What Alan Gross was really doing in Cuba

We all know he was doing something illegal related to communications but exactly what was going on and how his work was connected to the US government has tended to be a bit non-specific. Well, Tracey Eaton did the research and published the real story in his blog. The article also details how he has effectively been disowned once he was arrested.

If you feel he is being unreasonably punished for what he did, replace Cuba with just about any other country name and think about how that country would have responded.

U.S. officials stressed the importance of secrecy during a 2008 meeting with a Maryland contractor that had been chosen to carry out a new democracy project in Cuba, according to a confidential memo (download 8-page document). The project wasn’t considered classified, however, because the U.S. Agency for International Development wanted to create the illusion of transparency.

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Gross did ... what ... exactly ?

Having read the linked piece and many others, and having read the "secret memo", the question remains, to me anyway, what actual crimes did Gross commit? What links, if anything, the alleged crime to the sentence received? The so-called "crime of working for the U.S, intelligence services" is not an identifiable violation of a named law, and in itself not a believable crime in a word court, per se. Raul Castro has admitted Gross was "not a spy". Since Cuba views sophisticated communications equipment as akin to that which might bring about regime change, and thereby criminalizes it irrespective of actual laws used sentence people, it is hard to see how what the Cuban government has done is comparable to what other countries might have done (if you replace them in the story, as indicated). A better example might be to look at what crimes Gross would have been charged with had he done the same in other locales. What would the crime have been in, say, Sweden or Singapore, Peru or the Phllippines, Guatemala or Ghana?

IMO, why would you do that?

The comparison is worthless. Who cares what would have happened to him in another country. It wasn't another country, it was Cuba.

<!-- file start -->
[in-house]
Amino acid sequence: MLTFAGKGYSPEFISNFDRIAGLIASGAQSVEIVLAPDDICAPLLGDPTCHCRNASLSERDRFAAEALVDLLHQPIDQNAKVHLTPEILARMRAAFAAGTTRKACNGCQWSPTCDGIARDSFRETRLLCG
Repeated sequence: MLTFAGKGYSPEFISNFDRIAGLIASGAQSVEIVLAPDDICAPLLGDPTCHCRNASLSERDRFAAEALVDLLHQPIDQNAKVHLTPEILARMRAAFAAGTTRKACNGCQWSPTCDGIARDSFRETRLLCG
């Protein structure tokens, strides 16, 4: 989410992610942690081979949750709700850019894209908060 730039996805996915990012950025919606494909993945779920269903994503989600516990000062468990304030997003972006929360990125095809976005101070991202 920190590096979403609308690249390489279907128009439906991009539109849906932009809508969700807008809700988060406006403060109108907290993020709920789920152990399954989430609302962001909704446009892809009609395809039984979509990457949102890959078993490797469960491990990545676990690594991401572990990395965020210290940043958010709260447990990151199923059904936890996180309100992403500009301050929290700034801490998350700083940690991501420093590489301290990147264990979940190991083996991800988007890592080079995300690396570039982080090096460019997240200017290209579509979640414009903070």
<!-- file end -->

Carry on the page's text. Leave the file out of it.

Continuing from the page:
Cuba has laws to protect its country. Foreigners should respect that and more importantly so should the United States government.

Whatever the Pawn Gross was doing, be it helping the small Cuban Jewish community improve its Internet access or otherwise...Cuba considers such programs an affront to its national security.

The charges were under a statute governing crimes against the state. As Mickey Mouse as some parts of the world feel that the charges might be, its their country and their law.

For all we know, the US sent him there to get caught.

Other countries

My point was only is response to the question posed: "If you feel he is being unreasonably punished for what he did, replace Cuba with just about any other country name and think about how that country would have responded". I agree it is an in-country matter. The only issue being the in-country legal status and if it is comparable to another. The thing is, it is so hard to find non-Cuba-apologist's who defend the legal system, etc. - even those who defend in-country rights in the face of other standards. The fact that Cuba has laws to protect its country is, on some important level, meaningless. Every country, no matter how great or lame, impressive or pathetic, moral or immoral, binding or illegal, etc., has the same exact thing. That people can point to an old dusty book and say, "...see, I am innocent, the words protect me..." is nothing to brag about. Foreigners should not, blindly, respect the laws of any country. If one believes that, then mandatory goose-stepping is, well, the next step...